After conquering toothpastes and soaps, Patanjali is eyeing yet another market — clean energy.
And its approach, as with its other products, remains unconventional — Patanjali says it’ll harness the power of bulls to generate electricity in rural areas. The company says it’s been researching for over a year and a half into its project, and has finally managed to find some initial success.
The basics of the project are simple. Bulls will pull a turbine, which will rotate and generate electricity. This isn’t an approach that is commonly used, because animals generally can’t move large turbines, and turbine rotations aren’t efficient, leading to losses in electricity production. But Patanjali says that it’s been working with “leading Indian multinational automobile manufacturer” and a Turkish partner to generate a prototype that will generate small amounts of electricity.
Patanjali doesn’t intend to generate electricity on a commercial scale, so don’t expect bulls to replace large power plants any time soon. But the company says that bulls can generate electricity in villages and provide it to nearby homes. The company wants bulls to be used on farms in the mornings, and on electricity turbines in the evenings. Patanjali’s current turbine can reportedly generate 2.5 kilowatts of electricity.
It helps that the project ties in neatly with another of Patanjali’s pet themes — prevention of cow slaughter. “At a time when more and more male bovines are being slaughtered, we want to change the perception that they (bulls) are not very valuable,” Patanjali founder Acharya Balkrishna told Economic Times. “We need to go back to the basics. In ancient times, bulls were used to ferry massive artillery. If their power is put to optimum use with the help of technology, they can be of tremendous use.”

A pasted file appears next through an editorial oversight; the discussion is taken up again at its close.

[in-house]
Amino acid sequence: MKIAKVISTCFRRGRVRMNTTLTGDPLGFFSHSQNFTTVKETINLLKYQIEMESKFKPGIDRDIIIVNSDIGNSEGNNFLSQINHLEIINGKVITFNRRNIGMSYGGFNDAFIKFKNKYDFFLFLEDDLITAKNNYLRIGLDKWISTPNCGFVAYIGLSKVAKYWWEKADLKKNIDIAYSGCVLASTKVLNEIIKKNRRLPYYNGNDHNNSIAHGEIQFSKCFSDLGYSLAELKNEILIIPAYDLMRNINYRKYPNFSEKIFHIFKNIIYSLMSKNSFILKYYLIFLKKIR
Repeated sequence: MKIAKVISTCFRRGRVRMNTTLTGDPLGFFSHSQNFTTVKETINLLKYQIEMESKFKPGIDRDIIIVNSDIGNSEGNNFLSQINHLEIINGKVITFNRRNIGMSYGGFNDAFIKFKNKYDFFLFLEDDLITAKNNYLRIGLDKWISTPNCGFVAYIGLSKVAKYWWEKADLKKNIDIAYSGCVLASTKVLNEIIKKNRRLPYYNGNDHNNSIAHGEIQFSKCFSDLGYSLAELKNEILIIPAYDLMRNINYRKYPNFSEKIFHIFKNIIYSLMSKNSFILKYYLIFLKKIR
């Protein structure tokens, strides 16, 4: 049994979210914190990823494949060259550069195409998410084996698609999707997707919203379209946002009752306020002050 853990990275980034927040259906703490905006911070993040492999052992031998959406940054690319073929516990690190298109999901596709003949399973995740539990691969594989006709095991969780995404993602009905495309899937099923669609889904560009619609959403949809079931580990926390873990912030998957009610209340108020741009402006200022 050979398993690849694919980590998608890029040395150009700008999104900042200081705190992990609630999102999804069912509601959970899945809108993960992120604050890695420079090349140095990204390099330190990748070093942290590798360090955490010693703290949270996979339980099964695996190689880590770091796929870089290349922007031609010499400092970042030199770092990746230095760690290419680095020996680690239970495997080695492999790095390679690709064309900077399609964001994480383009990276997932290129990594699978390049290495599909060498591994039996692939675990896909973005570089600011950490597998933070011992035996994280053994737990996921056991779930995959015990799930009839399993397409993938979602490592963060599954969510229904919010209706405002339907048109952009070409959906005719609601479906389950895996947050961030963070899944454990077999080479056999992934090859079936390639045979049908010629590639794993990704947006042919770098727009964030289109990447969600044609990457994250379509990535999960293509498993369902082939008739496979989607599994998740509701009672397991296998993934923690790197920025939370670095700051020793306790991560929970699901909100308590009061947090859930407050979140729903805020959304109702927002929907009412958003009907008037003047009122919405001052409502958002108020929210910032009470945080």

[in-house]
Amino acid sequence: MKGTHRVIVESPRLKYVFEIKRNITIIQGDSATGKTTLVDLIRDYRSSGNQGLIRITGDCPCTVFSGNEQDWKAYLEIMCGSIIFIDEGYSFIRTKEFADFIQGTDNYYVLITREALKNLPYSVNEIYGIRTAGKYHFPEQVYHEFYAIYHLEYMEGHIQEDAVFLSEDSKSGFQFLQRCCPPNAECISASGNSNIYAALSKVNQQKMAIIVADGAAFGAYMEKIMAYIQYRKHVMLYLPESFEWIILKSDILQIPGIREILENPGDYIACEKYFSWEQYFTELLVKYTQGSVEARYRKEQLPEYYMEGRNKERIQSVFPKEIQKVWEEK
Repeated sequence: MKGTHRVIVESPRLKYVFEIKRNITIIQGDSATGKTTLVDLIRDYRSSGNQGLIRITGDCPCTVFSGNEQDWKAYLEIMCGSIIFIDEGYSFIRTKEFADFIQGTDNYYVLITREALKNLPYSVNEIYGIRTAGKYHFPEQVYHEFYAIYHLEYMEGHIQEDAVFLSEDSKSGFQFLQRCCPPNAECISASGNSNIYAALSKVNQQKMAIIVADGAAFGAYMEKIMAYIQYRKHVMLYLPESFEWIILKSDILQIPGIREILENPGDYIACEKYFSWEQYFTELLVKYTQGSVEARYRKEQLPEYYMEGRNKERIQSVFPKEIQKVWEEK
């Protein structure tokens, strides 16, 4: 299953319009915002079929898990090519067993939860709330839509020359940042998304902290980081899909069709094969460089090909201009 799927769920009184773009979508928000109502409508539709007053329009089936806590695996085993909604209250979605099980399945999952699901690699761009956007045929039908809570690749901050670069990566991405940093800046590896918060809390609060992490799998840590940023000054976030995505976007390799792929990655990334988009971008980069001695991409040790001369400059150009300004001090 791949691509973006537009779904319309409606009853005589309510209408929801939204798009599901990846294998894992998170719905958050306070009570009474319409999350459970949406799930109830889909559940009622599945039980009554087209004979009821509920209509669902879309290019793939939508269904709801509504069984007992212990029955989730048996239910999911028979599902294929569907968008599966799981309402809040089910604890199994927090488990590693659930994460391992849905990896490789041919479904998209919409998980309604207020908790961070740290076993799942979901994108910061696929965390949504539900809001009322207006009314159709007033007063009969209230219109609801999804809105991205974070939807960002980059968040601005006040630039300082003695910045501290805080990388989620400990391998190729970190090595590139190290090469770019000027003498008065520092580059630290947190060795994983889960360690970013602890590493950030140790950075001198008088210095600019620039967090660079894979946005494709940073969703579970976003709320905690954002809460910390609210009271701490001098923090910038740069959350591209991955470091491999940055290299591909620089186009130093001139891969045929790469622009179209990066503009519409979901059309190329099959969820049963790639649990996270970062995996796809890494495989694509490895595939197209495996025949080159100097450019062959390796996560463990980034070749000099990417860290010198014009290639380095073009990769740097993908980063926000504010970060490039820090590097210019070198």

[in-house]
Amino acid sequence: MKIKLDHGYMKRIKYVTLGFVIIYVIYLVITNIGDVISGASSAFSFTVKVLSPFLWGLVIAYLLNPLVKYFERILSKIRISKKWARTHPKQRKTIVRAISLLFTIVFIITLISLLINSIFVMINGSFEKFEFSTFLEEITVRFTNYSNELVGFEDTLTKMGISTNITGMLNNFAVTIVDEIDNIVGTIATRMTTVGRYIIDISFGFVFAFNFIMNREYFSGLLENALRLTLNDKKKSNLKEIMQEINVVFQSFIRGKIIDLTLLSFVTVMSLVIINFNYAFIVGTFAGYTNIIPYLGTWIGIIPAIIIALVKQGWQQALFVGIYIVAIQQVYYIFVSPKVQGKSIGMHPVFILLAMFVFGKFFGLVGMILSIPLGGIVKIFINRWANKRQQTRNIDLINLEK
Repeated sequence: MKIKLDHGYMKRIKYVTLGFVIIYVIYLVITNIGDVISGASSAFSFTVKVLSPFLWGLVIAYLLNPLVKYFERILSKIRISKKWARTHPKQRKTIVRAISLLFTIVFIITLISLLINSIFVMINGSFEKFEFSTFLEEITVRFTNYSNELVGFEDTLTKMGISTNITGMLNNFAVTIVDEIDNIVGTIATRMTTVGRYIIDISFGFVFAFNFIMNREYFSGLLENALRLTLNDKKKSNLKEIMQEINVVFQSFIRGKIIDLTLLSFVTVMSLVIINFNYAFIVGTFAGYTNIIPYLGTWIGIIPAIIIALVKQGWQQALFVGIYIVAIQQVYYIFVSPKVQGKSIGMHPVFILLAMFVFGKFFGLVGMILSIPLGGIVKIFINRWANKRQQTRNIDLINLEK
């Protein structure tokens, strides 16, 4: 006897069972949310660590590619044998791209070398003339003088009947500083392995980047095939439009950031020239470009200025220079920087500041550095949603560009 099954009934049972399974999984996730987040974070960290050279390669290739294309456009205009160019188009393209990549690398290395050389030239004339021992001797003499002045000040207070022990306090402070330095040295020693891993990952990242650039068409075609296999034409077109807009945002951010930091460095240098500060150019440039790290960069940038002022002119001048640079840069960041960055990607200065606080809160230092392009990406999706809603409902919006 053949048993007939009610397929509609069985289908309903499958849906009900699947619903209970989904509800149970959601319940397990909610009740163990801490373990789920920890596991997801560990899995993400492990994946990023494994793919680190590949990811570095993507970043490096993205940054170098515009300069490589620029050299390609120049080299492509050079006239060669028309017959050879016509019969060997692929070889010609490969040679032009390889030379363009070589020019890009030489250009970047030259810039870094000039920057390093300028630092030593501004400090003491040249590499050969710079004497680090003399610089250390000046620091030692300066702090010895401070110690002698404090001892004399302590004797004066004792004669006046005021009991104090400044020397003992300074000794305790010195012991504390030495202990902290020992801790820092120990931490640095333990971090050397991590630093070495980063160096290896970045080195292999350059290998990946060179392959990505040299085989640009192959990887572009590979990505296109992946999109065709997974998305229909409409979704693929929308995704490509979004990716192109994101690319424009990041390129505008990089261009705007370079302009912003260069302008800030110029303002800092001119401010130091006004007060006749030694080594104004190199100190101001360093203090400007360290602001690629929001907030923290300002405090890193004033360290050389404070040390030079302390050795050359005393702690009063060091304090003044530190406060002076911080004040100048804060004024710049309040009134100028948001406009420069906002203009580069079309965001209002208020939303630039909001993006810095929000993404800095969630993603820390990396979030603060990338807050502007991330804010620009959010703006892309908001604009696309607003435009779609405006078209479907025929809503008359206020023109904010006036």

Patanjali isn’t the first company to come up with this idea, but it might be the most prominent. Back in 2007, the Karnataka Renewable Energy Development Ltd claimed to have developed a similar system which was to cost Rs. 60,000. Since then, several smaller organizations seem to have hacked together their own solutions, and YouTube is littered with demonstrations of the technology. Patanjali, with its resources, and its ability to execute, might just be in a position to create a product that can find acceptability nationwide.
And Patanjali has shown an ability to quickly make inroads into established markets. It’s leapfrogged multinationals and built itself a Rs. 10,000 crore FMCG business in a few short years. If it’s serious about the project, and manages to find the right technical mix to make it viable, it might just end up affecting real change in rural India.